"Free The Land!" is the miltant slogan of the New Afrikan Independence Movement (N.A.I.M.). The NAIM is the national liberation movement of Black People in the United States for complete political, economic, and cultural independence. NAIM is one part of the international People's Revolution.
In 1961 sociologist E. Franklin Frazier wrote “We
have no philosophers…who have reflected upon the fundamental problems which
have always concerned philosophers such as the nature of human knowledge and
the meaning of human existence.” To a large extent, this lack of engagement
with philosophy, among intellectuals AND organizers, has produced several
misunderstandings that has even led to fratricidal violence. For example, the fact that many Pan
Africanist do not have a grounding in philosophy has had a negative impact on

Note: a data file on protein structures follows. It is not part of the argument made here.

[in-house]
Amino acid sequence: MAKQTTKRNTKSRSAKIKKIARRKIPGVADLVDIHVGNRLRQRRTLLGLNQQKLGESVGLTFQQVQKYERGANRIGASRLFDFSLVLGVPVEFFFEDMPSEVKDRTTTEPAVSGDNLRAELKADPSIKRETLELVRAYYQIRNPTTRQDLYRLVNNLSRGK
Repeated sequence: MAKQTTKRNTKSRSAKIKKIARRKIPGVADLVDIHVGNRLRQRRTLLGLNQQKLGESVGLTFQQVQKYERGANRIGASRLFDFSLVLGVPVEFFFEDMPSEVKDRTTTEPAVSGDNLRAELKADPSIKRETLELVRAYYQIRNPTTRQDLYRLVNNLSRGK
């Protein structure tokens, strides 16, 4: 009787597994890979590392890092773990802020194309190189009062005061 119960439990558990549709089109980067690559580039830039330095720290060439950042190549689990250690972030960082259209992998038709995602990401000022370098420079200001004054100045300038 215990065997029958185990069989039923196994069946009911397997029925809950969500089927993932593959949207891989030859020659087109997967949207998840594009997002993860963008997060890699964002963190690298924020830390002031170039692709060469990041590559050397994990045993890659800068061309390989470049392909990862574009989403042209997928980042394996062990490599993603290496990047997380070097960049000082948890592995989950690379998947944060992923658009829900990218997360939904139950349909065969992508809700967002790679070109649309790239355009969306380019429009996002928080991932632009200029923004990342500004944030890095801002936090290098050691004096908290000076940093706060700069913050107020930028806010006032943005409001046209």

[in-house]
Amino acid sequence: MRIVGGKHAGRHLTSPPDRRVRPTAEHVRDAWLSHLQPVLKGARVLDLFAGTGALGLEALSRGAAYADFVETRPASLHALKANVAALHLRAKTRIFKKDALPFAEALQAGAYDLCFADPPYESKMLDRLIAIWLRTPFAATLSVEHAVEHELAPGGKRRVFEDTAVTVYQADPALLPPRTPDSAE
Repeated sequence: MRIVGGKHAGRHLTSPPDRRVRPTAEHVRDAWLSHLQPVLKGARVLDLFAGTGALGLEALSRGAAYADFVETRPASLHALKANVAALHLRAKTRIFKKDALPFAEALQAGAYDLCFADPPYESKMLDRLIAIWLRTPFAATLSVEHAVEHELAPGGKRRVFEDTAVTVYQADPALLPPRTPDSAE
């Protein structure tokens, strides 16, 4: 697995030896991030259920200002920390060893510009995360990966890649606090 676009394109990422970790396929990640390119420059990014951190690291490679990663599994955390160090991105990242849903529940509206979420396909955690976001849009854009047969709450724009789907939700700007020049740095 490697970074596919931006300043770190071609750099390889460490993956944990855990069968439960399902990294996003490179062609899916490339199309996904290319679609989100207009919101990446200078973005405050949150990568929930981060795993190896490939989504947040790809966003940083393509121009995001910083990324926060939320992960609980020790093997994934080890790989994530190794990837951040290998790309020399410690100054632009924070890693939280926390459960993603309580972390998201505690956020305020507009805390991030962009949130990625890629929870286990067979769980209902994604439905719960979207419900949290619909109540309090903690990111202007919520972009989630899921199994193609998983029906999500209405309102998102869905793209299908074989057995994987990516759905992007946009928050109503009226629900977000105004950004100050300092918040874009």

ideological struggle in the movement.
This article is a corrective that will, hopefully, provide a brief
history and understanding of the nature of the two-line struggle in the Pan
Kwame Nkrumah stated that two worldviews have
existed in human history: materialism and idealism. Another fancy, academic GRE
word for this concept is ontology.
Ontology asks the question ‘what is the fundamental nature of reality’
or ‘what is real’? Idealists assert that ‘ideas’, ‘consciousness’, or ‘spirit’
are the fundamental reality. For
example, in her book Yurugu Marimba Ani declares “spirit is primary!,”
similar to Hegel in The Philosophy of History who explained that a
‘universal spirit’ or 'consciousness' is primary.
Although they represent two very different set of political interests
and constituency’s, when it comes to ontology, they share the philosophical viewpoint of idealism. A few notable
African idealists are Marimba Ani, Cedric Robinson, Molefi Asante, Mwalimu
Baruti, Asa Hillard, and Marcus Garvey.
Western idealists include Plato, Friedrich Hegel, and Gerald Massey.
However, materialists claim that ‘matter’, ‘nature’,
or the ‘physical world’ that humans perceive with their senses (taste, touch,
sight, hear, smell) are real. Ideas, in
the materialist conception, are principally a reflection of ‘matter’ or the